I’ve also had some patients tell me of their experiences with chilblains, an itching, burning sensation resulting from exposure to moist cold. This chronic condition can cause discomfort when temperatures drop, limiting some people’s outdoor activities. Some people must change professions because chilblains prevents them from working outside in the cold. Others move to warmer regions in search of relief.
As a surgeon, performing amputations on the hand involves a balance between functional needs and appearance. While contemplating treatment options for hand amputations, I want to know something about who my patients are. What they do for a living. How they use their hands. For example, do they play a musical instrument? Do they work with tools? Are they an auto mechanic, perhaps, or a fashion designer? Does the injury involve the dominant or nondominant hand? We all use our hands in our work; how will amputation and surgical modification affect what we do for a living and how we do it?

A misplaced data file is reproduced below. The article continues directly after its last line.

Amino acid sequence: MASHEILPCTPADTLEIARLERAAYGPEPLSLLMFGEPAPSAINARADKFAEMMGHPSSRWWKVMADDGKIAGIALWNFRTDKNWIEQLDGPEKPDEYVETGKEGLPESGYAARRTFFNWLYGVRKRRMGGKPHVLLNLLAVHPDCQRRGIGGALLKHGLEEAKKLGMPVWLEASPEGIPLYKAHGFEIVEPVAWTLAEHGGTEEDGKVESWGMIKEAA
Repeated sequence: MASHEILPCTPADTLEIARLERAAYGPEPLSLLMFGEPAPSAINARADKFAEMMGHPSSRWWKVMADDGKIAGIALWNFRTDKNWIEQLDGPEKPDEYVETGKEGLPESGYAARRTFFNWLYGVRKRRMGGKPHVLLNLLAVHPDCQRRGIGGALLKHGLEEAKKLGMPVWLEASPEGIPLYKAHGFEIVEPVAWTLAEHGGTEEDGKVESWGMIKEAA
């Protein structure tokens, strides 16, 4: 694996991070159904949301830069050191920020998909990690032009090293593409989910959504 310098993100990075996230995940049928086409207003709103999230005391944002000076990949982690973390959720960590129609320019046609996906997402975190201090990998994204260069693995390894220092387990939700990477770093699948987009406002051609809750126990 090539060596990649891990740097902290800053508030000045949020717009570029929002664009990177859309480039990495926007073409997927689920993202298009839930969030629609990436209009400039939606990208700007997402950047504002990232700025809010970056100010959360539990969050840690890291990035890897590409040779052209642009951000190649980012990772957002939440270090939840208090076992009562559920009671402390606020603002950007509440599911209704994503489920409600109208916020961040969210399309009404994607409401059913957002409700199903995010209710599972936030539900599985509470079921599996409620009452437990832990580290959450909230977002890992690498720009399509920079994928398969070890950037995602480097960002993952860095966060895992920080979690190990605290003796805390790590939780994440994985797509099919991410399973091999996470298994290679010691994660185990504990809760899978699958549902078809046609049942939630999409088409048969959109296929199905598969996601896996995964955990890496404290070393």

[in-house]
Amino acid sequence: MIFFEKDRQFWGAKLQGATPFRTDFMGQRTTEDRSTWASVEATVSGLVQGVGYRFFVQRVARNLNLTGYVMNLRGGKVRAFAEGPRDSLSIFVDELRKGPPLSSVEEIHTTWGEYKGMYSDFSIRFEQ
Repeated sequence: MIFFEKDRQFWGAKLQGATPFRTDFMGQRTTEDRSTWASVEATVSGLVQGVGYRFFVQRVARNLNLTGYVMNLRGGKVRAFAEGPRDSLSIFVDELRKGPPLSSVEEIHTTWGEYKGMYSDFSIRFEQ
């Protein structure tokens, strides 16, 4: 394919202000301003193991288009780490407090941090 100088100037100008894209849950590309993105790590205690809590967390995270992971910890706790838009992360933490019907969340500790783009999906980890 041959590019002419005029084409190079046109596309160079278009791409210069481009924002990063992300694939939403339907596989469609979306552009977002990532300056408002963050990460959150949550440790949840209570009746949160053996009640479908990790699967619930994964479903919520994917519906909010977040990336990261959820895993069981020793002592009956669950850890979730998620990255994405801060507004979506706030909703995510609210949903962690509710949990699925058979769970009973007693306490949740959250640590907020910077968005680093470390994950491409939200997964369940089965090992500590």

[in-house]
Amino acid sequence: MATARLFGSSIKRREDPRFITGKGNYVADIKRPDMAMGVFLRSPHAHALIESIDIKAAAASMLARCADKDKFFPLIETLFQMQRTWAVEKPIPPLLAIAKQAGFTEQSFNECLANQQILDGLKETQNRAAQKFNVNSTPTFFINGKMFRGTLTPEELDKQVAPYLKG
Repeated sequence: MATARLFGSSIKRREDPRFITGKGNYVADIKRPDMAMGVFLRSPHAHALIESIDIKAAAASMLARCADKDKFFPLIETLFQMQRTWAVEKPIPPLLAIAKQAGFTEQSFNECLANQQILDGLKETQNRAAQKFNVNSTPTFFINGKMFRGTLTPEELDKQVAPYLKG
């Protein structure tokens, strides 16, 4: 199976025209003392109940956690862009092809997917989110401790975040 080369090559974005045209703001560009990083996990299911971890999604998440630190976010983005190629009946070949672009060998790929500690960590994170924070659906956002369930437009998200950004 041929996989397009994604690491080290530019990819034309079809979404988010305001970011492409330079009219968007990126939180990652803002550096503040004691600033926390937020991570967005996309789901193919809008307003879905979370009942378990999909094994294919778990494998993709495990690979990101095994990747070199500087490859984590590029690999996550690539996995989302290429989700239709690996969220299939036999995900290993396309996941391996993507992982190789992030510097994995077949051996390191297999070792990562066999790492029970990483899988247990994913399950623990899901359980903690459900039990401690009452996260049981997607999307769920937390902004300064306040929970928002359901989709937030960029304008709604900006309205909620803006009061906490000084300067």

Changes brought about by partial-hand amputation can result in a fairly noticeable defect, but attempts can be made to minimize the appearance of loss. For example, after loss of the fifth finger, the surgeon may elect to keep the palm as wide as possible to preserve hand strength, giving the person a broader surface for grip and torque. This amputation site is very obvious, with an abrupt step-off and contour change (Figure 1). But if the surgeon chooses to surgically narrow the palm by removing all but the base of the fifth metacarpal, then the loss isn’t so obvious (Figure 2). However, when we surgically taper the amputation site, the hand looks more contoured, but there is no doubt that the hand is weaker.
Knowledge of the factors that balance function and appearance plays a role in the difficult decisions concerning reconstruction of severely injured hands, reattachment of digits and partial-hand amputation. That’s why we try to find out all we can about a person’s work, hobbies, and issues of appearance and body image. A person who doesn’t have as great a need for hand power may be a candidate for the tapering procedure. On the other hand, someone who uses tools and performs manual labor probably needs a hand that is functionally stronger, even if he or she is left with the more abrupt-looking amputation site.